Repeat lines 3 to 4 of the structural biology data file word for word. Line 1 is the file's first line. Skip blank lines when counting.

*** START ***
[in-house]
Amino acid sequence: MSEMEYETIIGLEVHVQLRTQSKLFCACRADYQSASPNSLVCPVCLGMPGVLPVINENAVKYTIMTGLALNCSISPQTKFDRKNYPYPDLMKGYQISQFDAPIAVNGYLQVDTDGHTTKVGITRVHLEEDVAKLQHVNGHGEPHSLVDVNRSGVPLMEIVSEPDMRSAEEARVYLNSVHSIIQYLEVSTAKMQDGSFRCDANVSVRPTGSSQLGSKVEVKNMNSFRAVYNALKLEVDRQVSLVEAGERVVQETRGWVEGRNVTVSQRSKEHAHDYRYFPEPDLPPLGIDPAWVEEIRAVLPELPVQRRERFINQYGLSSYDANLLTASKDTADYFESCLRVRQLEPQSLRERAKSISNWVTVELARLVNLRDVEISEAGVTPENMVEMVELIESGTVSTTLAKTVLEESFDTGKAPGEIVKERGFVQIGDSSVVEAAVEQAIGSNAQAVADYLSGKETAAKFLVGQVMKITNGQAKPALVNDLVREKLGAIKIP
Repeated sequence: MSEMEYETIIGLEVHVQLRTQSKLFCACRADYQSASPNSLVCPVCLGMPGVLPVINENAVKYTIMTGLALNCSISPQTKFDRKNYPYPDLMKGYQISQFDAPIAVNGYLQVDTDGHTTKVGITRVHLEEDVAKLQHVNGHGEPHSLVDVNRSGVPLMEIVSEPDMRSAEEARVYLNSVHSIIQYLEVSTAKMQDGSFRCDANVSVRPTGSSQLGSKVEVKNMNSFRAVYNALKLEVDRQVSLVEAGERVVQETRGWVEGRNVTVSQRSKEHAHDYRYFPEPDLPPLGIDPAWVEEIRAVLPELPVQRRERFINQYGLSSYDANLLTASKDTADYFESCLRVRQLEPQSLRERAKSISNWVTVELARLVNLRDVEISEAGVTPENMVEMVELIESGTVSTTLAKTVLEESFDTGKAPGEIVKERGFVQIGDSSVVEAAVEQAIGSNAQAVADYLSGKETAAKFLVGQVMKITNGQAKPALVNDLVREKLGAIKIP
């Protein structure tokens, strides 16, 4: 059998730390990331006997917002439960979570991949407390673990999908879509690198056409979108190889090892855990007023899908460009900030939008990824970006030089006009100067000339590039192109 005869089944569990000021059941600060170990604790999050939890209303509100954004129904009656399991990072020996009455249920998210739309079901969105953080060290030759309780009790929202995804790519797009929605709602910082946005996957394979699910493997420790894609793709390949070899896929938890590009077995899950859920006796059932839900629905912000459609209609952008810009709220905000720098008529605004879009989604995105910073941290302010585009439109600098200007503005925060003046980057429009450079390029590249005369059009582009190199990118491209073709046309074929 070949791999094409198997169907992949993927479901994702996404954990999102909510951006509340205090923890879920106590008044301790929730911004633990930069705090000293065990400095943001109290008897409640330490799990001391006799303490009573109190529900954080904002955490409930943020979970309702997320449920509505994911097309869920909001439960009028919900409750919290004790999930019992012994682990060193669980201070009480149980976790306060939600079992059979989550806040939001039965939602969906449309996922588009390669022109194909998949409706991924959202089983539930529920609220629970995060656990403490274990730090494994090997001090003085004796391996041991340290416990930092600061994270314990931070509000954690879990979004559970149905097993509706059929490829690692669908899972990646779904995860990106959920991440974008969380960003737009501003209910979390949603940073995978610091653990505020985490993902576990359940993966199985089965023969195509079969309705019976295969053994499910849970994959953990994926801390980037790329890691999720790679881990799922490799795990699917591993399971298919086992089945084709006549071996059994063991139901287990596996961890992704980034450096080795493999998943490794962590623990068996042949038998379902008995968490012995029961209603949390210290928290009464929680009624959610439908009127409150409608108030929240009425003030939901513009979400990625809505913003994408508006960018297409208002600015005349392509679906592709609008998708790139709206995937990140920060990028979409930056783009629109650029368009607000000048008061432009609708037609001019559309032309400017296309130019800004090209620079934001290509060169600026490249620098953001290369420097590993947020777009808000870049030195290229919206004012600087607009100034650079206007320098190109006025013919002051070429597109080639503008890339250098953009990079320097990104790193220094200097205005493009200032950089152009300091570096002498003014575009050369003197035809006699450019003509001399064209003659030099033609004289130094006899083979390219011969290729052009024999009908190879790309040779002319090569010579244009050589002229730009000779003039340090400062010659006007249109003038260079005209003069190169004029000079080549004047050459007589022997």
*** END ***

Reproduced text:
Repeated sequence: MSEMEYETIIGLEVHVQLRTQSKLFCACRADYQSASPNSLVCPVCLGMPGVLPVINENAVKYTIMTGLALNCSISPQTKFDRKNYPYPDLMKGYQISQFDAPIAVNGYLQVDTDGHTTKVGITRVHLEEDVAKLQHVNGHGEPHSLVDVNRSGVPLMEIVSEPDMRSAEEARVYLNSVHSIIQYLEVSTAKMQDGSFRCDANVSVRPTGSSQLGSKVEVKNMNSFRAVYNALKLEVDRQVSLVEAGERVVQETRGWVEGRNVTVSQRSKEHAHDYRYFPEPDLPPLGIDPAWVEEIRAVLPELPVQRRERFINQYGLSSYDANLLTASKDTADYFESCLRVRQLEPQSLRERAKSISNWVTVELARLVNLRDVEISEAGVTPENMVEMVELIESGTVSTTLAKTVLEESFDTGKAPGEIVKERGFVQIGDSSVVEAAVEQAIGSNAQAVADYLSGKETAAKFLVGQVMKITNGQAKPALVNDLVREKLGAIKIP
């Protein structure tokens, strides 16, 4: 059998730390990331006997917002439960979570991949407390673990999908879509690198056409979108190889090892855990007023899908460009900030939008990824970006030089006009100067000339590039192109 005869089944569990000021059941600060170990604790999050939890209303509100954004129904009656399991990072020996009455249920998210739309079901969105953080060290030759309780009790929202995804790519797009929605709602910082946005996957394979699910493997420790894609793709390949070899896929938890590009077995899950859920006796059932839900629905912000459609209609952008810009709220905000720098008529605004879009989604995105910073941290302010585009439109600098200007503005925060003046980057429009450079390029590249005369059009582009190199990118491209073709046309074929 070949791999094409198997169907992949993927479901994702996404954990999102909510951006509340205090923890879920106590008044301790929730911004633990930069705090000293065990400095943001109290008897409640330490799990001391006799303490009573109190529900954080904002955490409930943020979970309702997320449920509505994911097309869920909001439960009028919900409750919290004790999930019992012994682990060193669980201070009480149980976790306060939600079992059979989550806040939001039965939602969906449309996922588009390669022109194909998949409706991924959202089983539930529920609220629970995060656990403490274990730090494994090997001090003085004796391996041991340290416990930092600061994270314990931070509000954690879990979004559970149905097993509706059929490829690692669908899972990646779904995860990106959920991440974008969380960003737009501003209910979390949603940073995978610091653990505020985490993902576990359940993966199985089965023969195509079969309705019976295969053994499910849970994959953990994926801390980037790329890691999720790679881990799922490799795990699917591993399971298919086992089945084709006549071996059994063991139901287990596996961890992704980034450096080795493999998943490794962590623990068996042949038998379902008995968490012995029961209603949390210290928290009464929680009624959610439908009127409150409608108030929240009425003030939901513009979400990625809505913003994408508006960018297409208002600015005349392509679906592709609008998708790139709206995937990140920060990028979409930056783009629109650029368009607000000048008061432009609708037609001019559309032309400017296309130019800004090209620079934001290509060169600026490249620098953001290369420097590993947020777009808000870049030195290229919206004012600087607009100034650079206007320098190109006025013919002051070429597109080639503008890339250098953009990079320097990104790193220094200097205005493009200032950089152009300091570096002498003014575009050369003197035809006699450019003509001399064209003659030099033609004289130094006899083979390219011969290729052009024999009908190879790309040779002319090569010579244009050589002229730009000779003039340090400062010659006007249109003038260079005209003069190169004029000079080549004047050459007589022997």